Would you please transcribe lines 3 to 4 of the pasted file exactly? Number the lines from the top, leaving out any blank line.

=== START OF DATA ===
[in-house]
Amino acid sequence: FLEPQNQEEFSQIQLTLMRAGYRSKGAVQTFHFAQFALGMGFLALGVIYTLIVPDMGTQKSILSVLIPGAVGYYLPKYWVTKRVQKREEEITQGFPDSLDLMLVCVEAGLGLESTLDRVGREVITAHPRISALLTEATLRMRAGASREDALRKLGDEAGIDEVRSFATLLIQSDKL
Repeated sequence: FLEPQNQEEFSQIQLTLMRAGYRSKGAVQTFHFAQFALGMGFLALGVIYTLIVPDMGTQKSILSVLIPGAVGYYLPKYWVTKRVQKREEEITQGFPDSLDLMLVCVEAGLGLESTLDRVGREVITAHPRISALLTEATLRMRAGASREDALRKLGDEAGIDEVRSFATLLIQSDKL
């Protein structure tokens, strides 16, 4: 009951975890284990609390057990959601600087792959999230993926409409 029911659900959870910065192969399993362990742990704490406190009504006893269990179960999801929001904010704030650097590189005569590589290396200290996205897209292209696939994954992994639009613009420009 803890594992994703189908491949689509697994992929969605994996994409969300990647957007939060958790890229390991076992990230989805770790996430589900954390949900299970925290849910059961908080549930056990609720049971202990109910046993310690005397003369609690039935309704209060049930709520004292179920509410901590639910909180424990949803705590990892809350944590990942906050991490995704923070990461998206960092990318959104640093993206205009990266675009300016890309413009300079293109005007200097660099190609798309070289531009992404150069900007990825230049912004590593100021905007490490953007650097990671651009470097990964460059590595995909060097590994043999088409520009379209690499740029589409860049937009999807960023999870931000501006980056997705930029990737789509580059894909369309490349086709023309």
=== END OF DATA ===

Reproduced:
Repeated sequence: FLEPQNQEEFSQIQLTLMRAGYRSKGAVQTFHFAQFALGMGFLALGVIYTLIVPDMGTQKSILSVLIPGAVGYYLPKYWVTKRVQKREEEITQGFPDSLDLMLVCVEAGLGLESTLDRVGREVITAHPRISALLTEATLRMRAGASREDALRKLGDEAGIDEVRSFATLLIQSDKL
């Protein structure tokens, strides 16, 4: 009951975890284990609390057990959601600087792959999230993926409409 029911659900959870910065192969399993362990742990704490406190009504006893269990179960999801929001904010704030650097590189005569590589290396200290996205897209292209696939994954992994639009613009420009 803890594992994703189908491949689509697994992929969605994996994409969300990647957007939060958790890229390991076992990230989805770790996430589900954390949900299970925290849910059961908080549930056990609720049971202990109910046993310690005397003369609690039935309704209060049930709520004292179920509410901590639910909180424990949803705590990892809350944590990942906050991490995704923070990461998206960092990318959104640093993206205009990266675009300016890309413009300079293109005007200097660099190609798309070289531009992404150069900007990825230049912004590593100021905007490490953007650097990671651009470097990964460059590595995909060097590994043999088409520009379209690499740029589409860049937009999807960023999870931000501006980056997705930029990737789509580059894909369309490349086709023309």